I am blessed to have many things passed down from my great-grandmothers. In our family the china, crystal, silver and linen were loved by being used for special occasions like birthdays and holidays. Using it taught my sister and me how to handle and care for it. But the real joy is sitting down to an elegantly set table and eating off plates my great-grantparents ate off of. There is a deep emotional connection, visceral, genetic, as mouth wraps around fork, as lips touch the rim of a wine glass.

Tricia J. O'Brien said...

Bish: Thanks for this lovely memory. I like what you say about using the pieces. So often we tuck them away for safe-keeping. My mother-in-law took the approach that beautiful things should be used, be part of life, and she filled her home with so many things of beauty that she educated everyone who entered there. I have heard many of her younger friends mention how their lives were broadened by her cultural influences. Mine certainly was.

Dave said...

You got me thinking about objects that my mom had on bookshelves and by the windows when I grew up. There was a Peruvian head that totally freaked me out. It was carved from black clay and had a look that made me think of the heads on Easter Island and weird rituals. Contrasting that was the wood carving with a simple saying that seemed to mean a lot. It said something like:

Be anxious for nothing, but in all things, through prayer and petition, let your requests be known unto God.

It's weird how picturing those two objects brings to mind the house and the hallways, a certain point in time, and I feel like I can walk through the past like I was just there--like in a strange way I still am. Spooky, becasue that dang Peruvian head is still there staring back at me through time and space.

Tricia J. O'Brien said...

Ha! Dave, that memory of the Peruvian head sparked another for me. The same grandmother that made the handpainted china had a table lamp that really was horrid. As a child, I stood nose-to-nose with a turtle that had been hollowed out and glowed with light bulb inside it. I spent a lot of time staring at it in fascinated horror. Oh, the tales we may tell about these things....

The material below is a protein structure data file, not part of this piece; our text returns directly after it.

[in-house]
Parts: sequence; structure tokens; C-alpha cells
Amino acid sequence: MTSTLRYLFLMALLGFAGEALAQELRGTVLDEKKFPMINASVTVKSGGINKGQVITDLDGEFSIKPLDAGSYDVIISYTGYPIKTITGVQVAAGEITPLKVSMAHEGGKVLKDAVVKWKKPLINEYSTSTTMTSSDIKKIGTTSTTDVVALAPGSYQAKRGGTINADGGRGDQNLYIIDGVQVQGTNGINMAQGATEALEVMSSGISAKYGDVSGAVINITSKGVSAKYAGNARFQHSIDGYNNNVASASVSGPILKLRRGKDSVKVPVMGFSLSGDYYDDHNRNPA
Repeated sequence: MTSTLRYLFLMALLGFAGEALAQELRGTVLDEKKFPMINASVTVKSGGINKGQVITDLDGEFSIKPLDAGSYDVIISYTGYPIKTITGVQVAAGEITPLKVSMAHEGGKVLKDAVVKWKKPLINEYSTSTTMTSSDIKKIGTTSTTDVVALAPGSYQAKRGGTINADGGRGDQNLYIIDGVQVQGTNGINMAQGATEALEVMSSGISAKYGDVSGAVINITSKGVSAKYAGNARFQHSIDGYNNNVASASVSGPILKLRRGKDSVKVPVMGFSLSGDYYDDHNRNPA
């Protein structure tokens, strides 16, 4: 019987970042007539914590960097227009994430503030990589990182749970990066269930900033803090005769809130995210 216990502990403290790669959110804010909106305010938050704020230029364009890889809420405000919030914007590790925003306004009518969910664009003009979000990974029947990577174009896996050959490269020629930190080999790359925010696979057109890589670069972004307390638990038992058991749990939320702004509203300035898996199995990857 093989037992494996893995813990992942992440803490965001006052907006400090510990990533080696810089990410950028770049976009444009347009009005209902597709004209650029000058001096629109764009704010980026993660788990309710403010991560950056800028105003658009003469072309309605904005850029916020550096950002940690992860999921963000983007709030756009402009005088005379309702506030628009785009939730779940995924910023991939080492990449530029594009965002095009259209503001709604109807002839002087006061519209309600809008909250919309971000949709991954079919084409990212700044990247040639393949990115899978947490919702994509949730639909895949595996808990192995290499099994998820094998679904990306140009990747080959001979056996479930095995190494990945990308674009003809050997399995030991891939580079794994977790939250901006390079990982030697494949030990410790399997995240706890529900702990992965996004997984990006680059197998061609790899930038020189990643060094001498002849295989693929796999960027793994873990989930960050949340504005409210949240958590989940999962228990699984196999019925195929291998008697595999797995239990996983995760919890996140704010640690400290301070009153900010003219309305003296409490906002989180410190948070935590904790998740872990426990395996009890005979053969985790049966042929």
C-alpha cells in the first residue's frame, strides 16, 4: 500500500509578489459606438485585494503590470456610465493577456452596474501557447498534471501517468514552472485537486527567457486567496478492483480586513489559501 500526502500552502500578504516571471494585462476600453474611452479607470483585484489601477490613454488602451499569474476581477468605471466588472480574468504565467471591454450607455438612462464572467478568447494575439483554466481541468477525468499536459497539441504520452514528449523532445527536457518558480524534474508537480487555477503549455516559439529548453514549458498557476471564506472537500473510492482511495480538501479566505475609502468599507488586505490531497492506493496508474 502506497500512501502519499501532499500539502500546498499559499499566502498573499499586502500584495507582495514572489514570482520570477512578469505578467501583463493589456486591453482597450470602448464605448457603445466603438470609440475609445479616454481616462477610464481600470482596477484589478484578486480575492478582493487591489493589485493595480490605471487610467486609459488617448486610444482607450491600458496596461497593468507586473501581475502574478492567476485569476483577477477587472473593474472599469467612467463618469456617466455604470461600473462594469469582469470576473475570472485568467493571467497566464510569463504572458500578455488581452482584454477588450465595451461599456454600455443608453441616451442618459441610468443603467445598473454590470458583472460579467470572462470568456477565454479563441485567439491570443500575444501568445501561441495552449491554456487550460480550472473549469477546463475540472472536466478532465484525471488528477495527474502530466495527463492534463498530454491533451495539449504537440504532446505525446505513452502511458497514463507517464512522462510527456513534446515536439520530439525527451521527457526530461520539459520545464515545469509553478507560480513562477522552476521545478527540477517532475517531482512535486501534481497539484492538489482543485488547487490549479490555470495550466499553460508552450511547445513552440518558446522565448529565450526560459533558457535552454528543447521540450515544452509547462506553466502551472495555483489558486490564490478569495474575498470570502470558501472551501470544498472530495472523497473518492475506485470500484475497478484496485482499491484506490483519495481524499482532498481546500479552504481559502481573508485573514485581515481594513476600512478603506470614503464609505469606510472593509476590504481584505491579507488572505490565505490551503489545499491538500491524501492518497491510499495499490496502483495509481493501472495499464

Karen Amanda Hooper said...

Thanks for the great info on my blog. :)
Love this post. One of my fav treasures is my grandmother's old recipe box. Some of the recipes are so old that they don't make the brand of ingredients she lists anymore. I love looking through them and seeing her handwriting or chocolate thumbprints on the cards. :)

Tess said...

Hello, Tricia. Thanks for visiting my blog :D

I, too, like heirlooms and the meaning attached to them. I am blessed to have some china, silver, handiwork and glassware from grandmothers on all sides. I hope my children will treasure them when I eventually pass them down...

In fact, in my novel, I have a passage where the mother sells her only heirloom to help a boy. It is one of my favorite bits.

Tricia J. O'Brien said...

*Karen: Oooo, chocolate thumbprints and brands not made anymore are two delicious details.
*Tess: So cool that you used heirlooms in your novel. I can never forget that story (was it O. Henry?) about the girl who cuts and sells her hair to buy a watchchain for her love, and he sells his watch to buy her a haircomb--so poignant.

Pat Murkland said...

Wow, this sparked so many memories. Thanks, Pat. I treasure my grandmother's button box. It holds her story of my family, her struggles and thrift during hard times, and celebrations of family milestones and good times. It tells a story of what people wore every day as time flew forward. It also tells what people overall liked in each era. Certain colors, for example, like apple red, are 1950s colors. I can hold an individual button in my hand, such as the plastic pony button that adorned my aunt's little girl dress many years ago, and I can imagine the dress, the event it was made for, my grandmother making the dress and my aunt wearing it. Each button in the box is a touchstone to the past.

Tricia J. O'Brien said...

PatM: That is lovely, the image of the pony button and imaging of how it was. My mother had a little cedar box filled with buttons that I think was her mothers. I loved to play with them as a child, so many colors and shapes--and thoughts of what they belonged to. Thanks for the memory!